Russell argues here that Christianity is not a moral restraint on society. I suppose he may be right, because many horrible injustices have been committed in the name of Christianity. It’s true that the established, mainstream church has frequently stood in the way of science and philosophy and progress. Russell also points out that the people who are extremely religious are usually also extremely wicked. He implies, I think, that Christianity has damaged these people. I think his argument is a little off base. While no one can deny the truth of what he’s saying I think it’s a poor argument to reject a system of belief because of the bad attitudes of those who subscribe to it. Remember at the beginning of the lecture Russell defined a Christian as someone who believes in God and immortality and who considers Christ to be the best and wisest of all men. If this is all it is to be a Christian then his argument doesn’t work because being a Christian is not a question or morals, but of intellect and belief.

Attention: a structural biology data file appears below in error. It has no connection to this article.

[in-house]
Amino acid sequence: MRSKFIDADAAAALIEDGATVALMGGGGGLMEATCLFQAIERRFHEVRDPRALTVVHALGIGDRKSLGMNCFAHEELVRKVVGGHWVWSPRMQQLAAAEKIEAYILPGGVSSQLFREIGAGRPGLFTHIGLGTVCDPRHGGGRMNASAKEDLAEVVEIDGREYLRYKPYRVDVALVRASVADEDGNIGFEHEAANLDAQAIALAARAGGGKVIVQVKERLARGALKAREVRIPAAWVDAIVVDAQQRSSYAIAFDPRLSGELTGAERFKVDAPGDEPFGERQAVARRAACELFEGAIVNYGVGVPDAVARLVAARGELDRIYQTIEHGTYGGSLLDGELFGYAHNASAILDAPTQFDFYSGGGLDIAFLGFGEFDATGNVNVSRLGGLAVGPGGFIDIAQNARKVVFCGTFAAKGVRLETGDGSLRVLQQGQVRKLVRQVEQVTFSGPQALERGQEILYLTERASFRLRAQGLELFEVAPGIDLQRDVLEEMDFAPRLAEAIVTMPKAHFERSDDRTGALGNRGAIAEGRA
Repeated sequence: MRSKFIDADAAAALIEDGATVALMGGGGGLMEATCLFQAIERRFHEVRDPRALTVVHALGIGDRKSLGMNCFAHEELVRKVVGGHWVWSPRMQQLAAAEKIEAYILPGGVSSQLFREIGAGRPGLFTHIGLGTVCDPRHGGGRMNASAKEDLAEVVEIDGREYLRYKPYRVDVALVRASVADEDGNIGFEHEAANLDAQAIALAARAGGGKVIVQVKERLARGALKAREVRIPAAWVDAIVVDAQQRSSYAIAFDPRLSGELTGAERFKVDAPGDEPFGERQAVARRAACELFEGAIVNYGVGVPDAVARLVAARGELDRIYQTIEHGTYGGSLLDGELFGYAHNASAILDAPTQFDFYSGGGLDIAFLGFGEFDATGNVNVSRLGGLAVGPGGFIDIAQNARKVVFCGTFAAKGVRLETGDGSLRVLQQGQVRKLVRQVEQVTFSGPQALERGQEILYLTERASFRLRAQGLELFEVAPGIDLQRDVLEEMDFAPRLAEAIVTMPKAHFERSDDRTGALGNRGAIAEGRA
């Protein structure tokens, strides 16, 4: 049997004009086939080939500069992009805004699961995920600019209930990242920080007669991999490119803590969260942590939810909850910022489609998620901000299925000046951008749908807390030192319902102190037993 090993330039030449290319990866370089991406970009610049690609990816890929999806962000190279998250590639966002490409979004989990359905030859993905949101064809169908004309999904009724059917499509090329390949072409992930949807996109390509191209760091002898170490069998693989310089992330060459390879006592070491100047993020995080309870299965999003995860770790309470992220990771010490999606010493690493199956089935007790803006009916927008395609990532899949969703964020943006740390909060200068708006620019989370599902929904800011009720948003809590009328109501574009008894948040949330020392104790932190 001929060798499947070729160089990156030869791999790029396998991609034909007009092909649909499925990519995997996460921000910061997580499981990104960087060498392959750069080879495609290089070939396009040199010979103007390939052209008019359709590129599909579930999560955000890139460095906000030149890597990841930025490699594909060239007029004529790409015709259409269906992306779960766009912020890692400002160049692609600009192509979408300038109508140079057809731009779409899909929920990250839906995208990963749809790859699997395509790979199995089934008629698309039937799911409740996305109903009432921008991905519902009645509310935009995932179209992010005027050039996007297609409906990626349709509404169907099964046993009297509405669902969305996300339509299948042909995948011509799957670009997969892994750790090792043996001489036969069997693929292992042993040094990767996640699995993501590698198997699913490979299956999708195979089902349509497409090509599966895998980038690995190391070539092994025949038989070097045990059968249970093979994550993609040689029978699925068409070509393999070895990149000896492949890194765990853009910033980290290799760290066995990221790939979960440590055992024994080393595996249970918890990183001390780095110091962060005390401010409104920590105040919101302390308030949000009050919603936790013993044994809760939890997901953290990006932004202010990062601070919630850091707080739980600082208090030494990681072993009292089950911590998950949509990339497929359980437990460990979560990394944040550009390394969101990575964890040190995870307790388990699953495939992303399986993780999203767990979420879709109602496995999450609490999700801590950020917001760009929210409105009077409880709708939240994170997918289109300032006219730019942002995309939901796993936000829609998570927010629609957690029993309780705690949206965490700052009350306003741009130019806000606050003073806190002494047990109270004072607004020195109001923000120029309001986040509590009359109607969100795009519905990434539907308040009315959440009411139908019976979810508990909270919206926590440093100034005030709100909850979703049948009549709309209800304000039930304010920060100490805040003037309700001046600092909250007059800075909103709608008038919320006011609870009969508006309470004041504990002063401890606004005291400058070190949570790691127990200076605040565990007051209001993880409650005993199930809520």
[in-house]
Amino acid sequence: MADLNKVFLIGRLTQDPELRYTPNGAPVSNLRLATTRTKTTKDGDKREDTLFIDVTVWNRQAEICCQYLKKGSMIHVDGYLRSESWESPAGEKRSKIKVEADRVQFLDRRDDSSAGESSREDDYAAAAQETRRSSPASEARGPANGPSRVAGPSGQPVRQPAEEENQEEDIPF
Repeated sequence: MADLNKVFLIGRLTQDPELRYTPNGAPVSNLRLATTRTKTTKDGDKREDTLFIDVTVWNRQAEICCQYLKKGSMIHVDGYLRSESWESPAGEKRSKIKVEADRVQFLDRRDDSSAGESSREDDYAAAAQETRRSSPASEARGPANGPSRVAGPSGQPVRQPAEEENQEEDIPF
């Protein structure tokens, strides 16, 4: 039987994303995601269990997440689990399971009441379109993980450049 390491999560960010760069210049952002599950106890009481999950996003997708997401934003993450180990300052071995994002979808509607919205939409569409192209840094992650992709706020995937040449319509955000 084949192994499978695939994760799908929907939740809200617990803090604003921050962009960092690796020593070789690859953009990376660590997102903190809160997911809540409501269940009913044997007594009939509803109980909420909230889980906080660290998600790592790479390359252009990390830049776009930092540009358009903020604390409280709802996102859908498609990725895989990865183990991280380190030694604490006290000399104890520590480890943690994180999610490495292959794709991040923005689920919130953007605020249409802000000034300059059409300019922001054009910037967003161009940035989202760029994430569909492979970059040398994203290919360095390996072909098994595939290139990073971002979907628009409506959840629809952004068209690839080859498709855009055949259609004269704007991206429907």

However, if there is more to Christianity than dogma, perhaps Russell might have a point. If Christianity is, as I suggested, the act and being of following Christ then a bad person who truly emulates Christ would seem to prove the entire system wrong. This is where the modern system of cheap grace has shot the Church in the foot. When we claim that following Jesus means praying a prayer and signing a card we turn the faith of Christ into a ridiculous laughingstock. In fact, if that is Christianity I would also be willing to write a lecture with the same title as Russell’s. But if Christianity is the act and being of following Jesus then we must concede one of two things. Either the Christian faith is as useless and damaging as Russell suggests, or there is something seriously wrong and false in the life of a man who professes to follow Christ and yet follows his passions instead.
Russell makes the serious accusation that “the Christian religion, as organized in its churches, has been and still is the principal enemy of moral progress in the world.” I agree that the organized church has committed horrible atrocities in the name of Christ, but that doesn’t necessarily mean that she actually did it on his behalf. While the organization we call church has, historically, been a major enemy to moral progress individual Christians have been a great help. I think of people like Wilberforce who helped remove slavery from England and Carmichael who exposed the religious child-prostitution in India. There are many who followed Jesus who have changed the world in good ways. Their faith certainly did not damage them. On the contrary, it gave them the drive they needed to change things for the better.
How The Churches Have Retarded Progress